Physical Frailty Is Associated with Incident Mild Cognitive Impairment in Community-Based Older Persons
Article first published online: 8 JAN 2010
© 2010, Copyright the Authors. Journal compilation © 2010, The American Geriatrics Society
Journal of the American Geriatrics Society
Volume 58, Issue 2, pages 248–255, February 2010
How to Cite
Boyle, P. A., Buchman, A. S., Wilson, R. S., Leurgans, S. E. and Bennett, D. A. (2010), Physical Frailty Is Associated with Incident Mild Cognitive Impairment in Community-Based Older Persons. Journal of the American Geriatrics Society, 58: 248–255. doi: 10.1111/j.1532-5415.2009.02671.x
- Issue published online: 27 JAN 2010
- Article first published online: 8 JAN 2010
- mild cognitive impairment;
- cognitive decline
OBJECTIVES: To test the hypothesis that physical frailty is associated with risk of mild cognitive impairment (MCI).
DESIGN: Prospective, observational cohort study.
SETTING: Approximately 40 retirement communities across the Chicago metropolitan area.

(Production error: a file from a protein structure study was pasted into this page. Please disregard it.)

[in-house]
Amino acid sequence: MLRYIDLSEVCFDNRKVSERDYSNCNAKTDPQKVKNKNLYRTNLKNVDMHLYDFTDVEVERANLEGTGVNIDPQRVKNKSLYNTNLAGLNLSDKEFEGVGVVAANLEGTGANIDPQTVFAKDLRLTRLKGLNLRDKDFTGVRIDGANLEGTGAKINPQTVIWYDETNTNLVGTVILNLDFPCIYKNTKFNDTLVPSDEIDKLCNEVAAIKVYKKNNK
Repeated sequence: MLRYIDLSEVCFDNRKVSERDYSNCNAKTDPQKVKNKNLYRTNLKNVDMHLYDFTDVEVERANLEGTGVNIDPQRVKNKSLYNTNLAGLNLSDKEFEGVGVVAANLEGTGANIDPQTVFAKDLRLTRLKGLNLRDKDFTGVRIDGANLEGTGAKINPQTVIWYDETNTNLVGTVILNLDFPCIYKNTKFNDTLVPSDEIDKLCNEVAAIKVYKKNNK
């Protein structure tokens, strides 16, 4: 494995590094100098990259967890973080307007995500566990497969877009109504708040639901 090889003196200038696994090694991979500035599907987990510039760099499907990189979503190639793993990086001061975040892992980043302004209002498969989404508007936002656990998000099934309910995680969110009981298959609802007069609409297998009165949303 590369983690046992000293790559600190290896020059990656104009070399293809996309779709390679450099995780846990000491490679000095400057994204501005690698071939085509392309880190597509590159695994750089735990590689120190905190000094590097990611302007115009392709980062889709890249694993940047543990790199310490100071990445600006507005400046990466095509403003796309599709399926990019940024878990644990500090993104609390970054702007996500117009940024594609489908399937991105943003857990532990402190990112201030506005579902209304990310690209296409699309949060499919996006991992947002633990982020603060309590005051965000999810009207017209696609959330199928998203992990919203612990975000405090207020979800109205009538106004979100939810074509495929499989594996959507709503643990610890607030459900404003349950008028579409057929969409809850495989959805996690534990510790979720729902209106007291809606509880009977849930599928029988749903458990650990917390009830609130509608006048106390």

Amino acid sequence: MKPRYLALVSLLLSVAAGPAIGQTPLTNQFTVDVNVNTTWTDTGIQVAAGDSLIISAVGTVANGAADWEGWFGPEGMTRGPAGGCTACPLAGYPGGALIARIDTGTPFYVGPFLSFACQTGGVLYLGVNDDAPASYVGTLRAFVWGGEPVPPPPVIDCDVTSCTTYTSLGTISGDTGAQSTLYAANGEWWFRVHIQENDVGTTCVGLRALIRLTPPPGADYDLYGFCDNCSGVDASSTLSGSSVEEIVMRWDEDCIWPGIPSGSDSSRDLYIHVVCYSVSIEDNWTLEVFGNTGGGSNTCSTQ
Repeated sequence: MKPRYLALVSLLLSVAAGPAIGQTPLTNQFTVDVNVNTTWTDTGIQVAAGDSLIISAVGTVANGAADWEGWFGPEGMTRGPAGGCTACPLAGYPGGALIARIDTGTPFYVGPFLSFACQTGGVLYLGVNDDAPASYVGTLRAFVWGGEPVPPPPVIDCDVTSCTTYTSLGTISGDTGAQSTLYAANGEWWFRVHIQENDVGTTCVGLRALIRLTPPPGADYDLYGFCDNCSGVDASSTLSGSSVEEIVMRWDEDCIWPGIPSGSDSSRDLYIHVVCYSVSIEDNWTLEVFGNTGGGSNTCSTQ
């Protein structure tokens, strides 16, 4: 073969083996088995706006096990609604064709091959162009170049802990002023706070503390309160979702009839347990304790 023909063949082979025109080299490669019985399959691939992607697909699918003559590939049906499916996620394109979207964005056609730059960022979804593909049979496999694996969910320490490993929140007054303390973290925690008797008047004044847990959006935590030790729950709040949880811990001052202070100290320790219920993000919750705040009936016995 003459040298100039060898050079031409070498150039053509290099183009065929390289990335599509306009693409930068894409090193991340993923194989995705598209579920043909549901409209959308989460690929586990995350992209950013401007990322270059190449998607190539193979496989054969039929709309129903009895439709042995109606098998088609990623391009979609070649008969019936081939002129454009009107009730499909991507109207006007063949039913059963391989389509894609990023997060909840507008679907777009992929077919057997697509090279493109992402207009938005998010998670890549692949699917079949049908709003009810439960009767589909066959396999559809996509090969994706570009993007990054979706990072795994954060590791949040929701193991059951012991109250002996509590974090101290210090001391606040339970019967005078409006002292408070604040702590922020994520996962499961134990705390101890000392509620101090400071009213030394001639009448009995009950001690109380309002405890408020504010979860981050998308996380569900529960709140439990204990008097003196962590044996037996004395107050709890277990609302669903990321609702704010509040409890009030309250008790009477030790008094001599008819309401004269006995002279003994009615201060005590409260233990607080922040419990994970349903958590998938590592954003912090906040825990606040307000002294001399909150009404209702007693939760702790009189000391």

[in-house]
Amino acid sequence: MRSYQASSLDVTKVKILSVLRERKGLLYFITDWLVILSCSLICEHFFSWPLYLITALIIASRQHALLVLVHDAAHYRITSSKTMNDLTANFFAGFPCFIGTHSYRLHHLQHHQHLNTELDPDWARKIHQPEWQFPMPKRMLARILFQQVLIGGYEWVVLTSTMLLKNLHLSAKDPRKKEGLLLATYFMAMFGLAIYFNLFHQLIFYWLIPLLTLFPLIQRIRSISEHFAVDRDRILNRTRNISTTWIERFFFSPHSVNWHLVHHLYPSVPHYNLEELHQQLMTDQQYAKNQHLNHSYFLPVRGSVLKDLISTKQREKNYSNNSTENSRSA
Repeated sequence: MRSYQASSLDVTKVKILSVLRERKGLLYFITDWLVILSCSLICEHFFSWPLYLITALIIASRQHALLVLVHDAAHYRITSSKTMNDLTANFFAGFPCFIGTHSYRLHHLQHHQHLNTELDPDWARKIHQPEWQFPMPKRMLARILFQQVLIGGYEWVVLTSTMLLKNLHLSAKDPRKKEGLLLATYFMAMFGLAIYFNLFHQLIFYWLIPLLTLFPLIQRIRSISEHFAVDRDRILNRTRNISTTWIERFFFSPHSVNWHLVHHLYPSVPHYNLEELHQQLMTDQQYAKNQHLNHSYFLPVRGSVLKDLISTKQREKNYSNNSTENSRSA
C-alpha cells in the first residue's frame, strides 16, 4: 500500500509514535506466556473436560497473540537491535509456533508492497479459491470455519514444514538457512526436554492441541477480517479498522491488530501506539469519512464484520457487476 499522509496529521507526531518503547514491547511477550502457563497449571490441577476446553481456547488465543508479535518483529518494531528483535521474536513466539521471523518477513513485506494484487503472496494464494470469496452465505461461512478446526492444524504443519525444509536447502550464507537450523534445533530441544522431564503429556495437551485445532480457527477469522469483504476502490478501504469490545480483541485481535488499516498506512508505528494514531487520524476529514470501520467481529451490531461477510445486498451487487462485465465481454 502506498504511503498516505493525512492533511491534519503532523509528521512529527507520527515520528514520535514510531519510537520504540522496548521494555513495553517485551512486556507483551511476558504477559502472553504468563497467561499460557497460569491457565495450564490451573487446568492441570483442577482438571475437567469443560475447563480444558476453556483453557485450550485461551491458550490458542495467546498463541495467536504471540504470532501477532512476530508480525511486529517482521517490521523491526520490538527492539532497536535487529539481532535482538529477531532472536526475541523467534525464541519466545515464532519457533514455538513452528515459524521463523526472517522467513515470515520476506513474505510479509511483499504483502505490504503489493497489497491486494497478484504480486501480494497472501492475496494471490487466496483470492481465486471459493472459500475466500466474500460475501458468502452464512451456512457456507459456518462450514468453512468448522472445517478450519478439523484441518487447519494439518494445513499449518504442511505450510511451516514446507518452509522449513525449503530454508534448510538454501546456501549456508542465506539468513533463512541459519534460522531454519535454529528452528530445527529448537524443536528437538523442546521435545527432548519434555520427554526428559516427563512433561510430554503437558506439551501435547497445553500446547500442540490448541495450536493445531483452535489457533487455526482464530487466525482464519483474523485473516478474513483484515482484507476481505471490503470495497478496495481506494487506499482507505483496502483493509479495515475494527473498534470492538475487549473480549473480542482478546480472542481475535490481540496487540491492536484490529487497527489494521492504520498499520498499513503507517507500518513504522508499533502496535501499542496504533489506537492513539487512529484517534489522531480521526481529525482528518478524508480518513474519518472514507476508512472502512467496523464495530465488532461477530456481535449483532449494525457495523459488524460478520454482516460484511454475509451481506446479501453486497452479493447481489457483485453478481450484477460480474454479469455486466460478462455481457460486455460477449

PARTICIPANTS: More than 750 older persons without cognitive impairment at baseline.
MEASUREMENTS: Physical frailty, based on four components (grip strength, timed walk, body composition, and fatigue), was assessed at baseline, and cognitive function was assessed annually. Proportional hazards models adjusted for age, sex, and education were used to examine the association between physical frailty and the risk of incident MCI, and mixed effect models were used to examine the association between frailty and the rate of change in cognition.
RESULTS: During up to 12 years of annual follow-up, 305 of 761 (40%) persons developed MCI. In a proportional hazards model adjusted for age, sex, and education, physical frailty was associated with a high risk of incident MCI, such that each one-unit increase in physical frailty was associated with a 63% increase in the risk of MCI (hazard ratio=1.63; 95% confidence interval=1.27–2.08). This association persisted in analyses that required MCI to persist for at least 1 year and after controlling for depressive symptoms, disability, vascular risk factors, and vascular diseases. Furthermore, a higher level of physical frailty was associated with a faster rate of decline in global cognition and five cognitive systems (episodic memory, semantic memory, working memory, perceptual speed, and visuospatial abilities).
CONCLUSION: Physical frailty is associated with risk of MCI and a rapid rate of cognitive decline in aging.